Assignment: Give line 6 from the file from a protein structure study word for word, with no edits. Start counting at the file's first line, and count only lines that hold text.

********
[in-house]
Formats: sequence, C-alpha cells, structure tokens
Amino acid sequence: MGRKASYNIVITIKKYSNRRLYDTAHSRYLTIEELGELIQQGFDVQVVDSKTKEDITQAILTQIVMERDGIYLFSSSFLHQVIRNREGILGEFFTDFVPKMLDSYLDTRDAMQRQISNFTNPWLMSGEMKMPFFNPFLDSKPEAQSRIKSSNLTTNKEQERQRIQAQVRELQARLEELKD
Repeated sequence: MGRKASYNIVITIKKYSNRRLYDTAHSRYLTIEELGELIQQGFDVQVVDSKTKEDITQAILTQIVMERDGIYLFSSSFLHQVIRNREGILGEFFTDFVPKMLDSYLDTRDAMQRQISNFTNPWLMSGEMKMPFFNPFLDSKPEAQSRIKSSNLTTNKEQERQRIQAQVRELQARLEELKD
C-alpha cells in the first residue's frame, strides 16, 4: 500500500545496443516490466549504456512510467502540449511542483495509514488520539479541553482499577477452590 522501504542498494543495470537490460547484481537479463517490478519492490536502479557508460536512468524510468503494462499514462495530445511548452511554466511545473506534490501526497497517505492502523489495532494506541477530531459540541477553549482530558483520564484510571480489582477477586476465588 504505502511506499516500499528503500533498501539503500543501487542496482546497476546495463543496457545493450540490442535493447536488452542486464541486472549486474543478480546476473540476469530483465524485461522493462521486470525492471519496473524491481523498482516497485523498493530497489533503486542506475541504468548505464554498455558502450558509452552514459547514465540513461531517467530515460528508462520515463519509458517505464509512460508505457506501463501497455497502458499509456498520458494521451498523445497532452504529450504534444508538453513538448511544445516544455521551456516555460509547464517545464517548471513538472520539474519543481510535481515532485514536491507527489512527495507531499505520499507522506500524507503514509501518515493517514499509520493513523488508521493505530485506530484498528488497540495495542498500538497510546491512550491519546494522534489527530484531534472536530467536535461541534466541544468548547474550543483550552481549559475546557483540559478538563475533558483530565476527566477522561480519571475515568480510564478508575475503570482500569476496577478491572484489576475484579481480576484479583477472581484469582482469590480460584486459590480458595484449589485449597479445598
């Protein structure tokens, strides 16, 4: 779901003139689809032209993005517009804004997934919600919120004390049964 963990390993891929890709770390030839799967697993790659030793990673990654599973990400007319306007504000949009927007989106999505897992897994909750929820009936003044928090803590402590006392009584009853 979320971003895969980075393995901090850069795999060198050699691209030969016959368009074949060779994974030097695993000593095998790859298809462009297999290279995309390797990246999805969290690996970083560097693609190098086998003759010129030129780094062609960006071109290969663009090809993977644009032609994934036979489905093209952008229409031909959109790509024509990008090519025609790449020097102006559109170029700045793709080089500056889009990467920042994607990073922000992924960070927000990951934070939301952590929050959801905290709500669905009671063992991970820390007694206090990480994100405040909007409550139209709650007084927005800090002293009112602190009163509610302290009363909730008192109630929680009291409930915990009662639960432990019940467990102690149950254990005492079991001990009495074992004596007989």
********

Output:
């Protein structure tokens, strides 16, 4: 779901003139689809032209993005517009804004997934919600919120004390049964 963990390993891929890709770390030839799967697993790659030793990673990654599973990400007319306007504000949009927007989106999505897992897994909750929820009936003044928090803590402590006392009584009853 979320971003895969980075393995901090850069795999060198050699691209030969016959368009074949060779994974030097695993000593095998790859298809462009297999290279995309390797990246999805969290690996970083560097693609190098086998003759010129030129780094062609960006071109290969663009090809993977644009032609994934036979489905093209952008229409031909959109790509024509990008090519025609790449020097102006559109170029700045793709080089500056889009990467920042994607990073922000992924960070927000990951934070939301952590929050959801905290709500669905009671063992991970820390007694206090990480994100405040909007409550139209709650007084927005800090002293009112602190009163509610302290009363909730008192109630929680009291409930915990009662639960432990019940467990102690149950254990005492079991001990009495074992004596007989």